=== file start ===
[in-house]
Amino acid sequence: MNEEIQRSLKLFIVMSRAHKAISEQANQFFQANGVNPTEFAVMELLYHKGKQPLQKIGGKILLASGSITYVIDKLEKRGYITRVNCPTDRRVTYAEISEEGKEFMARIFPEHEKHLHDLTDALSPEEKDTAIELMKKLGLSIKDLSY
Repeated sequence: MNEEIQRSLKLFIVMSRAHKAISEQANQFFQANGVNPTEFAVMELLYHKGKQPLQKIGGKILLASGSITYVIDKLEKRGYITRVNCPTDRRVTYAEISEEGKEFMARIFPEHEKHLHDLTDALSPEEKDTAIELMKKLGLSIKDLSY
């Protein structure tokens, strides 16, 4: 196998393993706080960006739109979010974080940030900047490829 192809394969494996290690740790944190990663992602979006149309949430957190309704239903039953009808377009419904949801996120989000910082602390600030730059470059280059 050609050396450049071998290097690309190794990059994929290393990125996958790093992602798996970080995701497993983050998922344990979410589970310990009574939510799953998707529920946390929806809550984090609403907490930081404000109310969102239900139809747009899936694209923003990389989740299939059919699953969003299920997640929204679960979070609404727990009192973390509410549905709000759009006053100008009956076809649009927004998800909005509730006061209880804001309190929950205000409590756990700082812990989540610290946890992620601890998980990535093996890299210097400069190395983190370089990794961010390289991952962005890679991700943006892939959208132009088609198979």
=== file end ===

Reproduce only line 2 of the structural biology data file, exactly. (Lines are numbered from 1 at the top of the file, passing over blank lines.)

Amino acid sequence: MNEEIQRSLKLFIVMSRAHKAISEQANQFFQANGVNPTEFAVMELLYHKGKQPLQKIGGKILLASGSITYVIDKLEKRGYITRVNCPTDRRVTYAEISEEGKEFMARIFPEHEKHLHDLTDALSPEEKDTAIELMKKLGLSIKDLSY